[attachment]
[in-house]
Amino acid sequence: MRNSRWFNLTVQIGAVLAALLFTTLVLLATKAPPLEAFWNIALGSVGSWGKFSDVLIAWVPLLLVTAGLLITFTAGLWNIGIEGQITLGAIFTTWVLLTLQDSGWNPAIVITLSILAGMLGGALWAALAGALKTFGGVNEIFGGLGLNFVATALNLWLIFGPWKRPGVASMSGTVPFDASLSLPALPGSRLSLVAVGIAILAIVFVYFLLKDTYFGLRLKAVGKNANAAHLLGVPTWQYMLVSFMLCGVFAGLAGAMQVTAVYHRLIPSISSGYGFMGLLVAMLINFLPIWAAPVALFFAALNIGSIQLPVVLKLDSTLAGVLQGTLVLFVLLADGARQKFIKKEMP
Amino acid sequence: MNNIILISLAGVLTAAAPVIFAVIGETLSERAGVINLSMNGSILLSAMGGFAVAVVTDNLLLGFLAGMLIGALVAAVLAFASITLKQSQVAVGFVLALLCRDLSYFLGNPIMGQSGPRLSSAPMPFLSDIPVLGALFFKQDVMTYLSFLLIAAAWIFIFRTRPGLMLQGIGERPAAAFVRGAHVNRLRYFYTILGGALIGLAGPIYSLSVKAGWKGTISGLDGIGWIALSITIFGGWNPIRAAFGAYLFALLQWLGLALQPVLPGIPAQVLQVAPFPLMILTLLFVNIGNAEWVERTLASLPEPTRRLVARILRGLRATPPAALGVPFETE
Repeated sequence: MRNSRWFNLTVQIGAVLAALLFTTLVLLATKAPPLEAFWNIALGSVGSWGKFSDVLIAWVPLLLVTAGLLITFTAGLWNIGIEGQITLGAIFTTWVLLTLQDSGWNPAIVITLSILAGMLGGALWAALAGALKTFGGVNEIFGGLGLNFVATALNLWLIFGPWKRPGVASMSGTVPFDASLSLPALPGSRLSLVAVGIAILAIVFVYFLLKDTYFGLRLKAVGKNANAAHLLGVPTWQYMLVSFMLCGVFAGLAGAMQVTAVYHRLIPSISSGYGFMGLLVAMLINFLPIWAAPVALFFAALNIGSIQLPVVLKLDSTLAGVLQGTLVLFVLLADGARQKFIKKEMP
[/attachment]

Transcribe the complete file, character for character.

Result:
[in-house]
Amino acid sequence: MRNSRWFNLTVQIGAVLAALLFTTLVLLATKAPPLEAFWNIALGSVGSWGKFSDVLIAWVPLLLVTAGLLITFTAGLWNIGIEGQITLGAIFTTWVLLTLQDSGWNPAIVITLSILAGMLGGALWAALAGALKTFGGVNEIFGGLGLNFVATALNLWLIFGPWKRPGVASMSGTVPFDASLSLPALPGSRLSLVAVGIAILAIVFVYFLLKDTYFGLRLKAVGKNANAAHLLGVPTWQYMLVSFMLCGVFAGLAGAMQVTAVYHRLIPSISSGYGFMGLLVAMLINFLPIWAAPVALFFAALNIGSIQLPVVLKLDSTLAGVLQGTLVLFVLLADGARQKFIKKEMP
Amino acid sequence: MNNIILISLAGVLTAAAPVIFAVIGETLSERAGVINLSMNGSILLSAMGGFAVAVVTDNLLLGFLAGMLIGALVAAVLAFASITLKQSQVAVGFVLALLCRDLSYFLGNPIMGQSGPRLSSAPMPFLSDIPVLGALFFKQDVMTYLSFLLIAAAWIFIFRTRPGLMLQGIGERPAAAFVRGAHVNRLRYFYTILGGALIGLAGPIYSLSVKAGWKGTISGLDGIGWIALSITIFGGWNPIRAAFGAYLFALLQWLGLALQPVLPGIPAQVLQVAPFPLMILTLLFVNIGNAEWVERTLASLPEPTRRLVARILRGLRATPPAALGVPFETE
Repeated sequence: MRNSRWFNLTVQIGAVLAALLFTTLVLLATKAPPLEAFWNIALGSVGSWGKFSDVLIAWVPLLLVTAGLLITFTAGLWNIGIEGQITLGAIFTTWVLLTLQDSGWNPAIVITLSILAGMLGGALWAALAGALKTFGGVNEIFGGLGLNFVATALNLWLIFGPWKRPGVASMSGTVPFDASLSLPALPGSRLSLVAVGIAILAIVFVYFLLKDTYFGLRLKAVGKNANAAHLLGVPTWQYMLVSFMLCGVFAGLAGAMQVTAVYHRLIPSISSGYGFMGLLVAMLINFLPIWAAPVALFFAALNIGSIQLPVVLKLDSTLAGVLQGTLVLFVLLADGARQKFIKKEMP